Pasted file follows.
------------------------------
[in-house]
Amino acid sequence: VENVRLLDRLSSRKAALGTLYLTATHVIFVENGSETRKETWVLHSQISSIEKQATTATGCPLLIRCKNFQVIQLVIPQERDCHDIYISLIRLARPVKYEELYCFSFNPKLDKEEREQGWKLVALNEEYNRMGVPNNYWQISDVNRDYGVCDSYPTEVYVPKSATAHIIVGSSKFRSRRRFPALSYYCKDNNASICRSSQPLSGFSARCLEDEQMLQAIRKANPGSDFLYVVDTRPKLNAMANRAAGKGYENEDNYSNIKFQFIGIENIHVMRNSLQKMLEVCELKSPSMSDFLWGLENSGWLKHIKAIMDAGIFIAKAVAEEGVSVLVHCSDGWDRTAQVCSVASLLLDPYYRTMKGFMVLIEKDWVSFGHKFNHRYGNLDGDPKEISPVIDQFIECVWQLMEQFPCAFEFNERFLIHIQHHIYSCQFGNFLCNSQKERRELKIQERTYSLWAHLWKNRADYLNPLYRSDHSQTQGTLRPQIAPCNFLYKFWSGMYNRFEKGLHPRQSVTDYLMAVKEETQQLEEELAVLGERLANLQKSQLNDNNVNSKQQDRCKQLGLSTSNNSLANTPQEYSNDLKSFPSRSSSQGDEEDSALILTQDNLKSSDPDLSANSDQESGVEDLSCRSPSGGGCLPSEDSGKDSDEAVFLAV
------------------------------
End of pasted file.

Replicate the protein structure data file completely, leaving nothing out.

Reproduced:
[in-house]
Amino acid sequence: VENVRLLDRLSSRKAALGTLYLTATHVIFVENGSETRKETWVLHSQISSIEKQATTATGCPLLIRCKNFQVIQLVIPQERDCHDIYISLIRLARPVKYEELYCFSFNPKLDKEEREQGWKLVALNEEYNRMGVPNNYWQISDVNRDYGVCDSYPTEVYVPKSATAHIIVGSSKFRSRRRFPALSYYCKDNNASICRSSQPLSGFSARCLEDEQMLQAIRKANPGSDFLYVVDTRPKLNAMANRAAGKGYENEDNYSNIKFQFIGIENIHVMRNSLQKMLEVCELKSPSMSDFLWGLENSGWLKHIKAIMDAGIFIAKAVAEEGVSVLVHCSDGWDRTAQVCSVASLLLDPYYRTMKGFMVLIEKDWVSFGHKFNHRYGNLDGDPKEISPVIDQFIECVWQLMEQFPCAFEFNERFLIHIQHHIYSCQFGNFLCNSQKERRELKIQERTYSLWAHLWKNRADYLNPLYRSDHSQTQGTLRPQIAPCNFLYKFWSGMYNRFEKGLHPRQSVTDYLMAVKEETQQLEEELAVLGERLANLQKSQLNDNNVNSKQQDRCKQLGLSTSNNSLANTPQEYSNDLKSFPSRSSSQGDEEDSALILTQDNLKSSDPDLSANSDQESGVEDLSCRSPSGGGCLPSEDSGKDSDEAVFLAV